They preferred to get the portrait of renowned people, the statues that fully resembled the actual person like the statue of Cicero.
There was a common perception that keeping good pictures of the acquaintances would help their ghosts after death to remain happy. This perception helped the art form to flourish during the Roman Republic and Roman Empire (Kidipede, 2009).
The Greek art influenced the Roman sculpture. For example in Augustus’ Ara Pacis (the Altar of Peace) reflects the Greek art in the swirls at the front, in the frieze and in the meanders below the frieze. In history, it so happened that the Romans started winning battles with Greece around 200 BC. Roman soldiers while parading in Greece saw their art forms in their temples, cemeteries, public squares and in the houses of Greeks. While returning back to Rome, they took Greek sculptors along to work for them (Kidipede, 2009).
Roman art got enriched with new ideas by the third century. Element of war appeared prominently because of war with Germany and the bloodshed. The effect can be seen in the column of Marcus Aurelius where people are shown beheaded and without guts; they are depicted as suffering. Artists made more use of drill than chisel for easy sculpturing which provided a distinct feel of the sculptor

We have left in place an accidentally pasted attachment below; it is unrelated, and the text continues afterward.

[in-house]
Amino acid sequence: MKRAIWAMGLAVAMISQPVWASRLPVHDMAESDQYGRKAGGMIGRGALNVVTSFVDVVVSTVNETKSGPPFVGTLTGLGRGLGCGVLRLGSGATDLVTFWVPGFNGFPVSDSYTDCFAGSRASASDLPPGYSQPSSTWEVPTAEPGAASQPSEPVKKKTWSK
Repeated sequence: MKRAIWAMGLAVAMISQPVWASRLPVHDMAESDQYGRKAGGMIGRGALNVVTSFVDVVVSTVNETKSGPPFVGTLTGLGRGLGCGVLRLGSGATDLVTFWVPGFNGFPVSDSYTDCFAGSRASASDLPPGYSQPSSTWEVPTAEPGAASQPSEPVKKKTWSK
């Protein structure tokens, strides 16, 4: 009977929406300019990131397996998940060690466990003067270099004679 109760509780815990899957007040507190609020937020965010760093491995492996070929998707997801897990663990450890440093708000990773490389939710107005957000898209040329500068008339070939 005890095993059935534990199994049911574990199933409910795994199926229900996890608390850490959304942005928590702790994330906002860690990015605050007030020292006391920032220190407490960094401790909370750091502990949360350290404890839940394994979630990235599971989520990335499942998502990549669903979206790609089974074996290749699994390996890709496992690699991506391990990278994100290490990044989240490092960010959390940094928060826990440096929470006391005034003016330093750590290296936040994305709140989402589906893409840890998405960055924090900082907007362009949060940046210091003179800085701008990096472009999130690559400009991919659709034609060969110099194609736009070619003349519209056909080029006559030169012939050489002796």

Concerns of the soul got manifested in the art forms which were due to presence of Christians in the Roman Empire. Eyes of the persona are shown as looking towards heaven or gods, symbolizing spirituality. Rest of the body parts like arms, legs and head are not shown in proportion, showing least concern to the significance of the body.
As there were no battles in the fourth century AD, warfare portraiture decreased but spiritual element remained prominent through big eyes and unbalanced bodies till the dethroning of the Roman Empire.
Roman sculpture was unique form in itself by focusing on the individuality aspect in it although